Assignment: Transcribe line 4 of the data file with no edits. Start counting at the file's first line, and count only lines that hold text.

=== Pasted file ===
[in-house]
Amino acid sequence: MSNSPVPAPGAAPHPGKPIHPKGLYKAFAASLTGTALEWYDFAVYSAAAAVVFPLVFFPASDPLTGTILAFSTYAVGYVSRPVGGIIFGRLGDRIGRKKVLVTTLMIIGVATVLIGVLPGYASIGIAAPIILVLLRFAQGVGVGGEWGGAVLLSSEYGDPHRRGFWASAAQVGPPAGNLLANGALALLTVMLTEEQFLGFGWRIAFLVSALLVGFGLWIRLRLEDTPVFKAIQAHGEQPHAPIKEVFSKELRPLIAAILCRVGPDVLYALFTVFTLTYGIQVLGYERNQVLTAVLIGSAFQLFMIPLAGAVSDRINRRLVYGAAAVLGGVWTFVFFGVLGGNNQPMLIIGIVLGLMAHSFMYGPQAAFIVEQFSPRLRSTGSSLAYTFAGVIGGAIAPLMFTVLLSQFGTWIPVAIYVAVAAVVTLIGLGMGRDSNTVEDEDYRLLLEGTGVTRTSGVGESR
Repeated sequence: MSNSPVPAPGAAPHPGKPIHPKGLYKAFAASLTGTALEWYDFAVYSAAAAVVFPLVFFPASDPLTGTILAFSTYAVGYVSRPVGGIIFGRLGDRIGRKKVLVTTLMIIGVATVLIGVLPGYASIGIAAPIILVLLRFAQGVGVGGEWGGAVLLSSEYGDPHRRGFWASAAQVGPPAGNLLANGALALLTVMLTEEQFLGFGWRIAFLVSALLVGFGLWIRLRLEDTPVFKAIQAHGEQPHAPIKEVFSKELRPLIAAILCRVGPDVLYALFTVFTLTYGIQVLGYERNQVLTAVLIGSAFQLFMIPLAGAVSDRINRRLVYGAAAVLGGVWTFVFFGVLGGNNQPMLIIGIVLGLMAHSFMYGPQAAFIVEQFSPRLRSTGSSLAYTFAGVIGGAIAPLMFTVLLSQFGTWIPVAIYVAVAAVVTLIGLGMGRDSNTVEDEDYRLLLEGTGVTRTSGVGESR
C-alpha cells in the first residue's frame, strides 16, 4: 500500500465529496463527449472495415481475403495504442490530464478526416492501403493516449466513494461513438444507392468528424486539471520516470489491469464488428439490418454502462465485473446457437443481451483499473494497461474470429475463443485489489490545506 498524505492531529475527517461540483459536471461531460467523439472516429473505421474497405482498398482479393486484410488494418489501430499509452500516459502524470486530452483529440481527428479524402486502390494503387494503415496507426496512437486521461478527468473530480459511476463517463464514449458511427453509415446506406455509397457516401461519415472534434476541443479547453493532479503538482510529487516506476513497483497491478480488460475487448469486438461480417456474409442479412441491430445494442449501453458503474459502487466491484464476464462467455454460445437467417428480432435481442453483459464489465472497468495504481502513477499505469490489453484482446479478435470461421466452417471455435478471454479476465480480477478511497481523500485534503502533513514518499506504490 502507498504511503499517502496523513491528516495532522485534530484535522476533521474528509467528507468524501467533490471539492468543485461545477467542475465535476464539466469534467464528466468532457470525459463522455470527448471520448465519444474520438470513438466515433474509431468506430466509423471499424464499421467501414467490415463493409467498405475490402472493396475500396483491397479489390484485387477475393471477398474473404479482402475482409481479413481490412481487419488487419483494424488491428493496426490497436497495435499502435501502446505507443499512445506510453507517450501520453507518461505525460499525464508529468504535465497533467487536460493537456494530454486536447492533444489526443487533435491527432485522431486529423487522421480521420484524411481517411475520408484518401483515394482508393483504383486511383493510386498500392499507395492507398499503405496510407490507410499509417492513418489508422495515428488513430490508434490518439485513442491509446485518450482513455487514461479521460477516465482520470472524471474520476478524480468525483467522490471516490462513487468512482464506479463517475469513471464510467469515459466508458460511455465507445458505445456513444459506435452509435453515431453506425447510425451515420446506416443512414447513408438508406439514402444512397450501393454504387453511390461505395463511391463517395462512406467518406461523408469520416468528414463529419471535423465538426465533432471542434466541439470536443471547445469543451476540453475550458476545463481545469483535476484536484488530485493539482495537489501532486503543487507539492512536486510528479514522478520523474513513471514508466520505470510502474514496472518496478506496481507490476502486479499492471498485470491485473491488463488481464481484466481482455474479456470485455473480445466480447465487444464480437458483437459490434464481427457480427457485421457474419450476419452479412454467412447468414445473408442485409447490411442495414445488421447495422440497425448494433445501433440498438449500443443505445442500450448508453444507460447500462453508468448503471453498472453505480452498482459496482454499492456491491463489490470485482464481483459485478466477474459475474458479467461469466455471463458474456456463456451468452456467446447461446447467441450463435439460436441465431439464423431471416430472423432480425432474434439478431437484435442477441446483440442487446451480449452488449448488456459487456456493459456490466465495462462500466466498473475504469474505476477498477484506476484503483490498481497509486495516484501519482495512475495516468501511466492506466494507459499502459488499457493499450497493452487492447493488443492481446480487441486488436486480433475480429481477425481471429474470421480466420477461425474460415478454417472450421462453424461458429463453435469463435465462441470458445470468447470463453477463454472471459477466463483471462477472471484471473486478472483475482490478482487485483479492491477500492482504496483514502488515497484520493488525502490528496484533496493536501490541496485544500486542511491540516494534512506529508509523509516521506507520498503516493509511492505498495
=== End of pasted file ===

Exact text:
C-alpha cells in the first residue's frame, strides 16, 4: 500500500465529496463527449472495415481475403495504442490530464478526416492501403493516449466513494461513438444507392468528424486539471520516470489491469464488428439490418454502462465485473446457437443481451483499473494497461474470429475463443485489489490545506 498524505492531529475527517461540483459536471461531460467523439472516429473505421474497405482498398482479393486484410488494418489501430499509452500516459502524470486530452483529440481527428479524402486502390494503387494503415496507426496512437486521461478527468473530480459511476463517463464514449458511427453509415446506406455509397457516401461519415472534434476541443479547453493532479503538482510529487516506476513497483497491478480488460475487448469486438461480417456474409442479412441491430445494442449501453458503474459502487466491484464476464462467455454460445437467417428480432435481442453483459464489465472497468495504481502513477499505469490489453484482446479478435470461421466452417471455435478471454479476465480480477478511497481523500485534503502533513514518499506504490 502507498504511503499517502496523513491528516495532522485534530484535522476533521474528509467528507468524501467533490471539492468543485461545477467542475465535476464539466469534467464528466468532457470525459463522455470527448471520448465519444474520438470513438466515433474509431468506430466509423471499424464499421467501414467490415463493409467498405475490402472493396475500396483491397479489390484485387477475393471477398474473404479482402475482409481479413481490412481487419488487419483494424488491428493496426490497436497495435499502435501502446505507443499512445506510453507517450501520453507518461505525460499525464508529468504535465497533467487536460493537456494530454486536447492533444489526443487533435491527432485522431486529423487522421480521420484524411481517411475520408484518401483515394482508393483504383486511383493510386498500392499507395492507398499503405496510407490507410499509417492513418489508422495515428488513430490508434490518439485513442491509446485518450482513455487514461479521460477516465482520470472524471474520476478524480468525483467522490471516490462513487468512482464506479463517475469513471464510467469515459466508458460511455465507445458505445456513444459506435452509435453515431453506425447510425451515420446506416443512414447513408438508406439514402444512397450501393454504387453511390461505395463511391463517395462512406467518406461523408469520416468528414463529419471535423465538426465533432471542434466541439470536443471547445469543451476540453475550458476545463481545469483535476484536484488530485493539482495537489501532486503543487507539492512536486510528479514522478520523474513513471514508466520505470510502474514496472518496478506496481507490476502486479499492471498485470491485473491488463488481464481484466481482455474479456470485455473480445466480447465487444464480437458483437459490434464481427457480427457485421457474419450476419452479412454467412447468414445473408442485409447490411442495414445488421447495422440497425448494433445501433440498438449500443443505445442500450448508453444507460447500462453508468448503471453498472453505480452498482459496482454499492456491491463489490470485482464481483459485478466477474459475474458479467461469466455471463458474456456463456451468452456467446447461446447467441450463435439460436441465431439464423431471416430472423432480425432474434439478431437484435442477441446483440442487446451480449452488449448488456459487456456493459456490466465495462462500466466498473475504469474505476477498477484506476484503483490498481497509486495516484501519482495512475495516468501511466492506466494507459499502459488499457493499450497493452487492447493488443492481446480487441486488436486480433475480429481477425481471429474470421480466420477461425474460415478454417472450421462453424461458429463453435469463435465462441470458445470468447470463453477463454472471459477466463483471462477472471484471473486478472483475482490478482487485483479492491477500492482504496483514502488515497484520493488525502490528496484533496493536501490541496485544500486542511491540516494534512506529508509523509516521506507520498503516493509511492505498495